Debates in this place are good because they are so often fed by experts with expert knowledge. But one of the advantages that the House of Commons has over the House of Lords, not always having that expert knowledge and having other agendas as well, is that it picks up this sort of issue on the street. The other week I gave those examples because they are real cases causing real distress to people who are not being treated, as well as to the community. I say to those who support the amendment that my argument essentially is that the other side of the patient’s right to refuse treatment and the doctor’s right to refuse to get involved with difficult cases such as personality disorder is that those who are not being treated but could be treated, should be treated. There is an element of principle there.

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Personality disorder has for far too long been used as a means of excluding people from treatment and ignoring the impact on the community. We then get horrific headlines in the tabloids about a person who

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has killed someone after being turned away from a hospital because they were labelled as untreatable. I have had plenty of battles with the press generally and with the tabloids in particular about how they present stories, including stories on mental health. When I presented my Bill in the House of Commons 10 or 15 years ago on the freedom and responsibilities of the press, we took evidence from, among others, those who represent mental health patients, because of the way in which those patients were presented in the press. But however bad those stories are, if we fall into the trap of saying “Oh, we must just ignore the press on this,” we also end up ignoring the important reality of the underlying story for those who are affected by it. We cannot afford to do that. That is the difference between being an MP and a Member of the House of Lords—as an MP you pick up these issues on the street. It is there; it is not imaginary.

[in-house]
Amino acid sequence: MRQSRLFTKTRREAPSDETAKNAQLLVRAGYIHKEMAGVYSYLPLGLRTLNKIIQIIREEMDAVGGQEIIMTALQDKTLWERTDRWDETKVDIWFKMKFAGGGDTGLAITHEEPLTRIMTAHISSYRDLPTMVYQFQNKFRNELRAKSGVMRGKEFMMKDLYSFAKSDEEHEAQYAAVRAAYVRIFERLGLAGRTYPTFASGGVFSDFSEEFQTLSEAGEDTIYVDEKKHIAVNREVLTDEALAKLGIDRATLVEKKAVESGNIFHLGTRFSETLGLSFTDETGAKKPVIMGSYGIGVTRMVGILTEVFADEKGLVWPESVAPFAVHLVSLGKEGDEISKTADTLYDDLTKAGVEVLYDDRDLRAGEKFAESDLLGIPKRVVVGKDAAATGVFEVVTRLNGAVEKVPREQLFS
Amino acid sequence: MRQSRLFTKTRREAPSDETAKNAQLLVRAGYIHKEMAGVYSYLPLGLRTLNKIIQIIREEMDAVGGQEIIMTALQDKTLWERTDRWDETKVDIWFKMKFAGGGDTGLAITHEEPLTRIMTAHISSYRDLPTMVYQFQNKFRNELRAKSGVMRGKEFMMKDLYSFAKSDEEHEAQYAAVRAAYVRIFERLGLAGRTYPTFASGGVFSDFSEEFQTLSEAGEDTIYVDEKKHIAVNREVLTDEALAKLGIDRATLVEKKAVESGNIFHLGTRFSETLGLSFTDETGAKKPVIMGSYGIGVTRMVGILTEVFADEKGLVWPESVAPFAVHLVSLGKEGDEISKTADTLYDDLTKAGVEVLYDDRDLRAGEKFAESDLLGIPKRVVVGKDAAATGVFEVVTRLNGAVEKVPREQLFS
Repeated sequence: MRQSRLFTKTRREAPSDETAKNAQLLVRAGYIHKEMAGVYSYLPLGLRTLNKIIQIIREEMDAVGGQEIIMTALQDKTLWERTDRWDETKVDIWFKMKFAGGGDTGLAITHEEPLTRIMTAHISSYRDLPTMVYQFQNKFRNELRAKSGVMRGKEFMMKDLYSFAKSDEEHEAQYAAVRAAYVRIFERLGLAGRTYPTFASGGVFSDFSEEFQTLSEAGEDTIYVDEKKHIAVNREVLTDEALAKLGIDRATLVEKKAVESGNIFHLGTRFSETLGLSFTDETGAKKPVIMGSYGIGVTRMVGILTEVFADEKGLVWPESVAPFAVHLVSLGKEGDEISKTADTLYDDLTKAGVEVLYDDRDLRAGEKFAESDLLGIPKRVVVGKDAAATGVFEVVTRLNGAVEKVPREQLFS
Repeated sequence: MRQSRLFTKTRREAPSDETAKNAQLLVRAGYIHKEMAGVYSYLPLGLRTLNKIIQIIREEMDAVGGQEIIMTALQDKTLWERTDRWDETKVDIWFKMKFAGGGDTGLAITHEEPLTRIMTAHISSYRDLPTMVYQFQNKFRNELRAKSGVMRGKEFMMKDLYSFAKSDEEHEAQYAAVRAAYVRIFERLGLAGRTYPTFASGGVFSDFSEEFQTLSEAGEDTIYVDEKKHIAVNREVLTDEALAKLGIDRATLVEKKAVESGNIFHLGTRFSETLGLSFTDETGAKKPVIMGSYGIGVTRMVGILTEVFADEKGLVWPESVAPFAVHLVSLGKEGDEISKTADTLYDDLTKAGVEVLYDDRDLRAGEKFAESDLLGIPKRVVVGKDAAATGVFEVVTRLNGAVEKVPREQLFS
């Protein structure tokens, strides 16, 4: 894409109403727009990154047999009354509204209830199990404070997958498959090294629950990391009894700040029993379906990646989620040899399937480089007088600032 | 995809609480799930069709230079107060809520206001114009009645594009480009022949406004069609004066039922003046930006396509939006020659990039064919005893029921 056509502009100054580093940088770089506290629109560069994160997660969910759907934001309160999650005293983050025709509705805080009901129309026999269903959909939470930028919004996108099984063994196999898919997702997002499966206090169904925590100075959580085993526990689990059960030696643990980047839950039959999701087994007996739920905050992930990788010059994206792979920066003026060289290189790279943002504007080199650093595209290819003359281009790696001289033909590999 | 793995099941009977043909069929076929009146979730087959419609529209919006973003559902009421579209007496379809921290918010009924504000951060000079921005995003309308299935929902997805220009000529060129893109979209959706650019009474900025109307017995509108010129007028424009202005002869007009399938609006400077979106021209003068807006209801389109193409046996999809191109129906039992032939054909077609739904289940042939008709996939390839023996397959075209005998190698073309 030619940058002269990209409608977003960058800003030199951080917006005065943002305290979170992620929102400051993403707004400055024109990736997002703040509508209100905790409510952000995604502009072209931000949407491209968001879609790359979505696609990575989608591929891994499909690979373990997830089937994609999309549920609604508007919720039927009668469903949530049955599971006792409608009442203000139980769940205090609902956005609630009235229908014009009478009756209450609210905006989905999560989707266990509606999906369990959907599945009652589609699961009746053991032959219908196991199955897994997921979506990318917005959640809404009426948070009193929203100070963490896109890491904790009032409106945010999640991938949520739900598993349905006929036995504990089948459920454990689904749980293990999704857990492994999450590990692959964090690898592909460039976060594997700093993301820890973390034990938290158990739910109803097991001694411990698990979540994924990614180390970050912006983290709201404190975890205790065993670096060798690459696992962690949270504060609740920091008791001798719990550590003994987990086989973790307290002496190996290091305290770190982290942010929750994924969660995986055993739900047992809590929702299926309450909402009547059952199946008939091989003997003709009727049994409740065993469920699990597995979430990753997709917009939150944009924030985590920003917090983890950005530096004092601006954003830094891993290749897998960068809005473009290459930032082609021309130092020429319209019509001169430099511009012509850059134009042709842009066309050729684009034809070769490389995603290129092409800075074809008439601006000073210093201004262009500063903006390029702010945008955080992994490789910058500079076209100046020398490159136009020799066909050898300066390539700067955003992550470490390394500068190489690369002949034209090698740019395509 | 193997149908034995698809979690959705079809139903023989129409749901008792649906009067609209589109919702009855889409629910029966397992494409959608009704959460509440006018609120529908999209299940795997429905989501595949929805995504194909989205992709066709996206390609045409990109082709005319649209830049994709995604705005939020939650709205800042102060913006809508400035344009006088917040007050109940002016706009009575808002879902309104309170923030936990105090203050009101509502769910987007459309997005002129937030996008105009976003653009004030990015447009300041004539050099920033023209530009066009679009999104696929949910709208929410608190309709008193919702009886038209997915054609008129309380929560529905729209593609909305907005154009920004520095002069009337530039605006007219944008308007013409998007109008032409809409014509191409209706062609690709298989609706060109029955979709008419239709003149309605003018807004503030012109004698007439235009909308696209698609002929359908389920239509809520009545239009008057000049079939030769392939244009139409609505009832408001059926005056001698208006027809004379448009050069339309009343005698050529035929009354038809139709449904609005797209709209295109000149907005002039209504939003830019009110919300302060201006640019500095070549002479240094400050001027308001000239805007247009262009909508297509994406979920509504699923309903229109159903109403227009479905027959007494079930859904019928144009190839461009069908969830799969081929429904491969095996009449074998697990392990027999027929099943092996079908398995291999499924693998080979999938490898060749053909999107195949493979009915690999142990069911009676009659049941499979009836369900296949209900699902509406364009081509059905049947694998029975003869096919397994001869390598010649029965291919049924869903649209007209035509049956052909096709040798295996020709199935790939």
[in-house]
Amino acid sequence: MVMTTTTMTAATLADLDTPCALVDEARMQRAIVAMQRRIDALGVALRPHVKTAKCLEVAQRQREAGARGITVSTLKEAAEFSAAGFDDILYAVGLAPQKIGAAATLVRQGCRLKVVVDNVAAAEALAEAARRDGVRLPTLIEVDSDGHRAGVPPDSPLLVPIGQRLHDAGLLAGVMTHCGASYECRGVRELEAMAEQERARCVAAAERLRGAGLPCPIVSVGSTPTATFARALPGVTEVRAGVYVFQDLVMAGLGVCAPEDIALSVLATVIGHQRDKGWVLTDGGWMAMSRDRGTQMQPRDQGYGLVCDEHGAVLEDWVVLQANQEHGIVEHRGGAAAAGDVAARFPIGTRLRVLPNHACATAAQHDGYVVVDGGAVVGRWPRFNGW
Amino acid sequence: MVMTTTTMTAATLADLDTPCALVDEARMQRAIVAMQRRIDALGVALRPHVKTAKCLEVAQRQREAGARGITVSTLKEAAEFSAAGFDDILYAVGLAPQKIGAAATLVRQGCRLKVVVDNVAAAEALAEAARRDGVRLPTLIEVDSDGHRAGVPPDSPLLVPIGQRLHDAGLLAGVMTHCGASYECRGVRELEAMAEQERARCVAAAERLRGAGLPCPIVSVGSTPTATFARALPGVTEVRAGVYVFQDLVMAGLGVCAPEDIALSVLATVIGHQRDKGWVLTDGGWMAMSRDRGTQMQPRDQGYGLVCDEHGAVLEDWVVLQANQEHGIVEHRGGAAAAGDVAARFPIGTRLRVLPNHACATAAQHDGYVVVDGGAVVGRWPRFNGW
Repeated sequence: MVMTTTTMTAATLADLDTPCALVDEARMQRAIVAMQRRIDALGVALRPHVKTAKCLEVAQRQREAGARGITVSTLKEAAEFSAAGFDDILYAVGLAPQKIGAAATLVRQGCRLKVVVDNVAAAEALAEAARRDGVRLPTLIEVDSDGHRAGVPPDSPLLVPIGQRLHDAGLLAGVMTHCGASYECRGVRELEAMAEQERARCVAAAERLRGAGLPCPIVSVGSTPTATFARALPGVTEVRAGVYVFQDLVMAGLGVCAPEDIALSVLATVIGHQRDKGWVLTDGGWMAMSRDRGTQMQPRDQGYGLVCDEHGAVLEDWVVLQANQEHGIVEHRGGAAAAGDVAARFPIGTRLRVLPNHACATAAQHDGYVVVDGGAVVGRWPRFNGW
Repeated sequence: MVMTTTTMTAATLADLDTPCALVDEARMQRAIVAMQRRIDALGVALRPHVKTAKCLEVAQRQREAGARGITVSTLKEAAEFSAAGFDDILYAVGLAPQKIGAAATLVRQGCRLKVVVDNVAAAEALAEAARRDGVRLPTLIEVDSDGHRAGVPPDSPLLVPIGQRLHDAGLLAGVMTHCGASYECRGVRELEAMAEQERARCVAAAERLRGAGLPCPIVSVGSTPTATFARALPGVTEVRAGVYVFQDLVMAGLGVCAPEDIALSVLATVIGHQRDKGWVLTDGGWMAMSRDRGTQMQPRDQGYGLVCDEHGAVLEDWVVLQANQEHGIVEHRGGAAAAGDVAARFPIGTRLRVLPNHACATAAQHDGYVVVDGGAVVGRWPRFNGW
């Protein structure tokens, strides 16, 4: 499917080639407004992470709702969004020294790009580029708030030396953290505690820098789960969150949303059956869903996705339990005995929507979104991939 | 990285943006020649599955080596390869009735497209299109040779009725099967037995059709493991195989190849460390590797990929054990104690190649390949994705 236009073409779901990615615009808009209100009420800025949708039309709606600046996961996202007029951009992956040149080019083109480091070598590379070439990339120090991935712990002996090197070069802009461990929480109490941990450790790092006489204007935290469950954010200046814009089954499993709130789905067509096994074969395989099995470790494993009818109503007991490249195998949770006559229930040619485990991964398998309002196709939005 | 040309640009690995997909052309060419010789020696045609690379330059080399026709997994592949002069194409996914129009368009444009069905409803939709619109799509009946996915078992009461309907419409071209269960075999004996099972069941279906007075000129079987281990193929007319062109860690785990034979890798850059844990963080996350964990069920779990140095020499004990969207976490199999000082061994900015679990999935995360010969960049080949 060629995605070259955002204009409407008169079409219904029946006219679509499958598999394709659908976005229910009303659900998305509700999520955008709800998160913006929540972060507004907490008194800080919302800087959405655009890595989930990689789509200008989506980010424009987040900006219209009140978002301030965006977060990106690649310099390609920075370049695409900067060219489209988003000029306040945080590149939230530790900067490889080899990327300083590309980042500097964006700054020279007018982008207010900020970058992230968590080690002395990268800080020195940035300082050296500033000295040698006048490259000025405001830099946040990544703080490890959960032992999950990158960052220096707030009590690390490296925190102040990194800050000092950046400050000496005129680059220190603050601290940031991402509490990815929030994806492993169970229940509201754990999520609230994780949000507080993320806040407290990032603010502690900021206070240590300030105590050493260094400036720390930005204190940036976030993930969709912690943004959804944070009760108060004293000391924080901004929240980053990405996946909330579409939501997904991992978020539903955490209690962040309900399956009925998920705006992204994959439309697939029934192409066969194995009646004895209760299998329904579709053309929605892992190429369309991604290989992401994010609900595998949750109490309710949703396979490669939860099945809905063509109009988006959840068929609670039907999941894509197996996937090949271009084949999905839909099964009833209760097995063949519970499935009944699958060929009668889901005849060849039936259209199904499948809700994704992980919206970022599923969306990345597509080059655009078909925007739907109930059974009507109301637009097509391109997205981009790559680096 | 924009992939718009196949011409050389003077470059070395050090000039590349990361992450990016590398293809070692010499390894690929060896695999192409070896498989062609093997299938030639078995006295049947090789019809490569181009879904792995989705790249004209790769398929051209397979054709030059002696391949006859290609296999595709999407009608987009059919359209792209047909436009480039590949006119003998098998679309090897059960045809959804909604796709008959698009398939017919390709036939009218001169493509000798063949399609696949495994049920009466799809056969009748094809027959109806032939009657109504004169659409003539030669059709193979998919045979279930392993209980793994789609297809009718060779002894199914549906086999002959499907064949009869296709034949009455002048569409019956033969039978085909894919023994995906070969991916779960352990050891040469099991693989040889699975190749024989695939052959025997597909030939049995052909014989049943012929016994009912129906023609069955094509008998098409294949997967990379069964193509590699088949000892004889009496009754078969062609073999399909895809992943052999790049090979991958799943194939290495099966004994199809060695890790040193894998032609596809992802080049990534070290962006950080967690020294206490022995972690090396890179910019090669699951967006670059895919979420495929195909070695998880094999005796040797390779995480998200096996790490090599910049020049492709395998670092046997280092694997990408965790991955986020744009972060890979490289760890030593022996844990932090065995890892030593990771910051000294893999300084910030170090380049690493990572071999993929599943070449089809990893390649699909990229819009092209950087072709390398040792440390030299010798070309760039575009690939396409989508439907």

Finally, I ask the Government to think hard about another issue. Shortly after I came to this place I proposed that the two Houses should consider a reform to enable the two Houses to conduct post-legislative scrutiny of Acts. We are now some way towards that. I have been arguing for some time that the Lords could play a premier role in that task, because noble Lords would be very good at looking how legislation is working. If, as I hope, that becomes possible in the not-too-distant future, I hope that my noble friend on the Front Bench will volunteer this Bill for post-legislative scrutiny.

I think that the Bill will work well on balance although there are one or two difficult areas where we may have to revisit it. I may be proved wrong and there will be cases where people are treated inappropriately, and that should trouble us; but perhaps those who take the opposite view will be proved wrong and the Bill will be shown as too weak in insisting that those who need treatment should get it. That is necessary not just for them but for the community, always on the understanding—the critical base point—that the treatment must be a hopeful concept for the individual who is in distress.

Baroness Murphy: My Lords, I am extremely grateful for the intervention of the noble Lord, Lord Soley, because he appears to have made a case for the amendment. People with serious personality disorders can be treated and should have access to treatment and the wide range of facilities available to them. The whole point of the amendment is that everybody detained in hospital should have appropriate treatment made available to them, treating their symptoms and signs of disorder. That is, after all, the therapeutic object of admitting all patients to all hospitals.

We cannot succeed in instantly curing everybody—we all know that; it is the same in every branch of medicine—but we can certainly have a go. That is the therapeutic intention, and there is a determination that we should not move away from it. I say to the noble Lord, Lord Soley, that we do not want balance on this point. Having read through the Government’s amendment, I was initially cheered because I thought most issues had been addressed. In fact, the more you look at the wording, the more you

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realise that it was a rather mean-spirited response to the problem that we were trying to address. We must have absolute clarity on this, which is why we must support the amendment.

Lord Alderdice: My Lords, Amendment No. 12 demonstrates how the Government are broadening the field in this legislation in respect of mental disorder and medical treatment. In regard to the problems with which the legislation is trying to deal, the field has been broadened beyond the effect on the person himself. Psychiatrists, psychologists and other healthcare professionals are being asked to address the problems of society, which were set out by the noble Lord, Lord Soley.